“What do you do?”
I’d been asked the question a hundred times before, but this time was different.
This time, I didn’t have a job title or a paycheck to inform my answer. I no longer held a position of leadership in ministry, nor did I have a people with whom to exercise my gifts and talents, my callings, and my God-given leanings.
So I didn’t say anything. When she, a stranger I’d never meet again, asked me a second time, I gave her the most honest answer I could muster: “I’m between jobs right now.” I paused. “I’m taking care of my son.”
“Oh.” She nodded, unsure of what to say in response.
Did not having a job really make or break a conversation? Should I have told her instead who I’d been and what I’d done and how I was slated to finish my seminary degree in less than two months’ time?
But I didn’t. Our conversation ended as soon as it began, and her lack of response confirmed what I’d been feeling all along: I didn’t know who I was without a job in ministry. I felt like I’d lost my very identity. And I don’t think I’m the only one who’s ever felt that way.
Sometimes, when we’re not operating out of our most healthy selves, a position in leadership can go to our heads. I had poured myself into a job, a people, and a community, unknowingly letting them become the very essence of my soul. Sure, Jesus lived in the depths of my insides, too, but he shared the space. So invested was I in theirhearts that when I left—when they were no longer a regular part of my life and we didn’t share the common bond of ministry—I felt like the rug had been pulled out from underneath me.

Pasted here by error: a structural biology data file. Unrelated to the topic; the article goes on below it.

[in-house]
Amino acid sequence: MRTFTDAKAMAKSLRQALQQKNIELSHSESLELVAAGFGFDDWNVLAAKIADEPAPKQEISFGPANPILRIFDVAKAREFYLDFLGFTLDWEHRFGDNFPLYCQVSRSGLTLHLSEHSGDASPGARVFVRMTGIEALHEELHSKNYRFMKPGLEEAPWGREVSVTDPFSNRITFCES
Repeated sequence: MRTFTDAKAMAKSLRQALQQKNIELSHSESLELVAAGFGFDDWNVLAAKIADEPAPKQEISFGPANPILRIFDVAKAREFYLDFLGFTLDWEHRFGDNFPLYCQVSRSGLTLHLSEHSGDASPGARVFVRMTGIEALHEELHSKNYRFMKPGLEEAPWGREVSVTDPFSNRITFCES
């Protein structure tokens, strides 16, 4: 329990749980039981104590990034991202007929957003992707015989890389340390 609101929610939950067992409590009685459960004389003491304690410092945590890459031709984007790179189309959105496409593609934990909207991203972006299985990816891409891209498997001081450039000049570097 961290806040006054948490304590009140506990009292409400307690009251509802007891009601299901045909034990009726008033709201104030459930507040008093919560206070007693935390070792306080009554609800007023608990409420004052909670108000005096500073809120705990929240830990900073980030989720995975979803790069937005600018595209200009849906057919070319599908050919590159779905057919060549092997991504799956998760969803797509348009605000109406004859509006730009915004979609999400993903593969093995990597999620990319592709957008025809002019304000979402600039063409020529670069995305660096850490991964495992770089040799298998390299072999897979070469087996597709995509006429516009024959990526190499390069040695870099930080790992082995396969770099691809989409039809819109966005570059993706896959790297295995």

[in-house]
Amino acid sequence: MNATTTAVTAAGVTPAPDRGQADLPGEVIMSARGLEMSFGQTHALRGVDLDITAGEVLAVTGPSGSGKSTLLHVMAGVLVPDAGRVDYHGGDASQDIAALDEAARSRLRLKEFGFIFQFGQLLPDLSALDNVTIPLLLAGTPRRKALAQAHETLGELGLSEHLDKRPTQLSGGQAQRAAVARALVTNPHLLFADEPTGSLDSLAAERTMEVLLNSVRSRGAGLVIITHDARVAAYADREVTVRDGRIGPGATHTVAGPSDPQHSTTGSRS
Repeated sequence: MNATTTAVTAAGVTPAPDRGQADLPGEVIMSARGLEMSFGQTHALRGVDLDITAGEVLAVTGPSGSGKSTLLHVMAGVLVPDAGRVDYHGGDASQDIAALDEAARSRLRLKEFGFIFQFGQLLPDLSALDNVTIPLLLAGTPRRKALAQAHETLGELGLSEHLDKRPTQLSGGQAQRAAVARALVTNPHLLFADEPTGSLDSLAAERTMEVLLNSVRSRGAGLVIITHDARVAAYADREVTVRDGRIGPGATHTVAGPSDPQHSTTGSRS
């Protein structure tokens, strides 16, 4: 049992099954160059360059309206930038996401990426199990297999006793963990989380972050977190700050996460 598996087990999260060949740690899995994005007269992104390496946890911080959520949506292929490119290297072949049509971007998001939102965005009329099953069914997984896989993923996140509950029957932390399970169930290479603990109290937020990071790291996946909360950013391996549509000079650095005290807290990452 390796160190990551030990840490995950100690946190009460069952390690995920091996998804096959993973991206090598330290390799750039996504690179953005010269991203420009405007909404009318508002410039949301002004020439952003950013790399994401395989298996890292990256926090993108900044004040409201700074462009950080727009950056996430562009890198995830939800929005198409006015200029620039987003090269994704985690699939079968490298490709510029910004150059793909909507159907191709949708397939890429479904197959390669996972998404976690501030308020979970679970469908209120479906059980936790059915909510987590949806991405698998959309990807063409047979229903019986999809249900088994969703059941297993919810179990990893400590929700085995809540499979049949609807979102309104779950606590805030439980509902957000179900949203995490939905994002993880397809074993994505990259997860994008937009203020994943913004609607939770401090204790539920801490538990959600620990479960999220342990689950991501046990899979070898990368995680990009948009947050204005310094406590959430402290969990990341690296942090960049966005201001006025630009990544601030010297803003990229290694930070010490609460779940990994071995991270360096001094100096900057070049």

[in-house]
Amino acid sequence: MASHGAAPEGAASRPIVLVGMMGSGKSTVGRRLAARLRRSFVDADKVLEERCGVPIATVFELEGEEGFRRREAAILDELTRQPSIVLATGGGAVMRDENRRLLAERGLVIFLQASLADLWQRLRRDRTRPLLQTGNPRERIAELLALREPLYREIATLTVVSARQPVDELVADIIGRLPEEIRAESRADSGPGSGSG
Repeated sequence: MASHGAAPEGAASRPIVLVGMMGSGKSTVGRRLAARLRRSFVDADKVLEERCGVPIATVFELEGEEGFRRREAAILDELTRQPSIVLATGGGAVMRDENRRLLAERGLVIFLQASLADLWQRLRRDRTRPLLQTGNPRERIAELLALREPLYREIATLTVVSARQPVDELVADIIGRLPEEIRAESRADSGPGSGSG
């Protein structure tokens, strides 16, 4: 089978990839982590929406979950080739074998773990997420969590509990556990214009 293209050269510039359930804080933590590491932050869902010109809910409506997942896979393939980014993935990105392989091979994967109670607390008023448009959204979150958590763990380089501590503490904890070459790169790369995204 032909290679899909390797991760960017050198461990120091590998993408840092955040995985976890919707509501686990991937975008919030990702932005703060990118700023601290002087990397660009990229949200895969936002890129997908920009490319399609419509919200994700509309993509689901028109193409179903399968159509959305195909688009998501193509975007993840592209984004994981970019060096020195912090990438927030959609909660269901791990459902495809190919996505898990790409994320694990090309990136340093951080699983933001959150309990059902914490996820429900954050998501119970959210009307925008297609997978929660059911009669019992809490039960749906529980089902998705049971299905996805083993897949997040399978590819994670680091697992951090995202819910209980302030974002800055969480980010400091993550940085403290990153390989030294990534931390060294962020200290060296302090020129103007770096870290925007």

I wondered if they meant more to me than I meant to them. And I wondered why this bugged me so much.
While I was tooting Jesus’ horn left and right, I was also making myself the shiniest star out there. Ministry had become all about me. And to be honest, it wasn’t all that enjoyable.
It didn’t help that I was tired, that I’d left no room in my schedule for margin and rest. For a while, I blamed it on the demands of ministry. I blamed it on weeknight expectations and weekend expectations and summer expectations. I blamed it on everyone and everything else, never seeing my lack of boundaries or lack of rest as the problem.
But the truth is I was exhausted. I was tired of fighting to be seen as equal to my brothers, when I believe Jesus has already destroyed gender barriers. And I was tired of feeling torn in a million different directions, trying to do and be all to the community I served and to my family at home. I was tired of how I clung to lies of “not enough”: the volunteers who were not enough, the time in the day that was not enough, and the money that was never enough to do all God wanted us to do and accomplish through the ministry.